Compassion is the quality of being sensitive to other people’s pain and misfortune. When you nurture your child’s compassion, you help them sympathize and empathize with other people, spurring their desire to help. Read on to discover 3 ways to encourage your child’s compassion.

1. Set a Positive Example

No matter how you try to raise a compassionate child, you must set a positive example with your own actions. Your generosity, concern for others, and willingness to listen provide a model for your child to naturally learn from.

Speak with a kind and encouraging voice to your child. Understand that no matter the mood your child is in, they are capable of being a kind person. Stay calm and considerate of your child to model your best behaviors.

2. Praise Kind Behavior

Another way to encourage your child’s compassion is to talk to them about kindness. You can have these conversations at any time about real-life or playtime scenarios.

Observe your child’s interactions with other people and praise kind behavior. Let your child know how their compassion benefits others and themself, too.

One of the primary reasons children love stuffed animals is playing with these soft toys helps them nurture kindness. Playing can consist of activities like dressing the toy, feeding the toy, and talking to the toy. When you see your child behaving kindly to their toys, let them know.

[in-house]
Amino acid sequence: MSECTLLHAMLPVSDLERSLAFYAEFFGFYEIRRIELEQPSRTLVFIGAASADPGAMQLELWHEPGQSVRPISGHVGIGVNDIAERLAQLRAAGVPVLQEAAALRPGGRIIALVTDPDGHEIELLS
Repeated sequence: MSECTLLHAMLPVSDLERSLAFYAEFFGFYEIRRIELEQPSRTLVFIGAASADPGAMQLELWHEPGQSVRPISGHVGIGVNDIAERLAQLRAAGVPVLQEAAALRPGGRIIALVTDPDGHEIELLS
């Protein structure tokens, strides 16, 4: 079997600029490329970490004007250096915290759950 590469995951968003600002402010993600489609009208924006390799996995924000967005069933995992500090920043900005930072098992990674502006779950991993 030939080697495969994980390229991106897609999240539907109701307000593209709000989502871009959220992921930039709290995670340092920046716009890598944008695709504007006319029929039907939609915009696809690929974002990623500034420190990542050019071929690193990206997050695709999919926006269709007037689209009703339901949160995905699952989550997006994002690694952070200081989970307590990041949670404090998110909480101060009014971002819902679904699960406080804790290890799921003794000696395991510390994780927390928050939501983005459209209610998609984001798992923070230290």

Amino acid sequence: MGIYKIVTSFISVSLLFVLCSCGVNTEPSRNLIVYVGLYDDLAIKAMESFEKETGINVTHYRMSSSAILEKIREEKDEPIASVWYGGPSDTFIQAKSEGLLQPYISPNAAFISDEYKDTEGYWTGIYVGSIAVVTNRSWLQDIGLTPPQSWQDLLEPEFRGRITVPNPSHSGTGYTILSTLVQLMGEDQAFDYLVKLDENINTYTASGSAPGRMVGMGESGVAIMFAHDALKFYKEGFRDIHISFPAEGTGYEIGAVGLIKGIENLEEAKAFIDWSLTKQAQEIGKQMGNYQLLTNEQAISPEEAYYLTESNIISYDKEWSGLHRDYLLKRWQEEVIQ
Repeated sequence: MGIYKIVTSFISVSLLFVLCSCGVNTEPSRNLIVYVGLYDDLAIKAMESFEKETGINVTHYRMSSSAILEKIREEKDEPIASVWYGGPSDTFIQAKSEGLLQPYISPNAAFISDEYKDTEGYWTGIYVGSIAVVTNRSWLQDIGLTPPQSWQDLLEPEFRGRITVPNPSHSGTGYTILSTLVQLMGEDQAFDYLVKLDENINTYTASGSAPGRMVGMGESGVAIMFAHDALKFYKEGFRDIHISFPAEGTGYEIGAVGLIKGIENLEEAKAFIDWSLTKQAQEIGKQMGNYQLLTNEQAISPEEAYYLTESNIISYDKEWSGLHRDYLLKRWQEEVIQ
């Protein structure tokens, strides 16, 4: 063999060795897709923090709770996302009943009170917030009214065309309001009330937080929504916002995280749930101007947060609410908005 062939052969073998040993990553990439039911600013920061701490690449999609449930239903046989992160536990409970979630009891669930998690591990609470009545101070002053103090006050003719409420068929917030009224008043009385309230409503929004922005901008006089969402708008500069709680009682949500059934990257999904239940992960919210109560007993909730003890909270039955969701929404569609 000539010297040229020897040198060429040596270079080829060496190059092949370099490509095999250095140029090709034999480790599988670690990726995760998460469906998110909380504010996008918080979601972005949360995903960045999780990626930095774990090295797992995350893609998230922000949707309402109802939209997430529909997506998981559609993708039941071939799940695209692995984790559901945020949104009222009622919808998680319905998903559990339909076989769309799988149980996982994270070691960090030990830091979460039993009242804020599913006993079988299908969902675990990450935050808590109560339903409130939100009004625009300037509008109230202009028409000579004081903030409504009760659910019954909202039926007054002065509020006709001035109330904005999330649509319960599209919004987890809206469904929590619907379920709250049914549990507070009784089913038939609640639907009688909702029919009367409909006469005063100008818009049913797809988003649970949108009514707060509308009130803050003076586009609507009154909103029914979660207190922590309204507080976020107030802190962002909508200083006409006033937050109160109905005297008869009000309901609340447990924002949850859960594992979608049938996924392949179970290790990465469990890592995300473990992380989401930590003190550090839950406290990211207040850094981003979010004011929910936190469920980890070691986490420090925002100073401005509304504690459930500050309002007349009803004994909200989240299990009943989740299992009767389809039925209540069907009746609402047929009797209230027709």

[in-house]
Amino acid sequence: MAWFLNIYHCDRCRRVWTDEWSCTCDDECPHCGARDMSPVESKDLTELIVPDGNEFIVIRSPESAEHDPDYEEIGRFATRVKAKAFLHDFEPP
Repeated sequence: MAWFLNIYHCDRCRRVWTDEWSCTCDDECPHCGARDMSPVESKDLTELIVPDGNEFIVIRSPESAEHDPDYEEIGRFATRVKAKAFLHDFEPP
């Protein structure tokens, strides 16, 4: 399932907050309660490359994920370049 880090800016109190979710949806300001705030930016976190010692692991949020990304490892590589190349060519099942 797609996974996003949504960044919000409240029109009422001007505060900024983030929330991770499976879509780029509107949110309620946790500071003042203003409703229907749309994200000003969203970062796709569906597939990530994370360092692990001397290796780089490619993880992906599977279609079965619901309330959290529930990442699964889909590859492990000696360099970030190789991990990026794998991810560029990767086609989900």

3. Help Them See Other Points of View

When we see situations from someone else’s point of view, we understand other people’s thoughts and behaviors better. In turn, we can become more patient, caring, and calm. Recognizing other people’s viewpoints is a key component of compassion.

When your child reads a book or watches a show, ask them how the characters feel and why they feel that way. Help your child understand cues such as body language, facial expressions, and the characters’ word choice.

In personal interactions, you can help strengthen your child’s compassion during tense times. If your child does something hurtful to someone else, you can calmly ask your child how they would feel if someone did the same thing to them. Then, ask how they can make the situation better.

“I’ve learned that people will forget what you said, people will forget what you did, but people will never forget how you made them feel”
~Maya Angelou~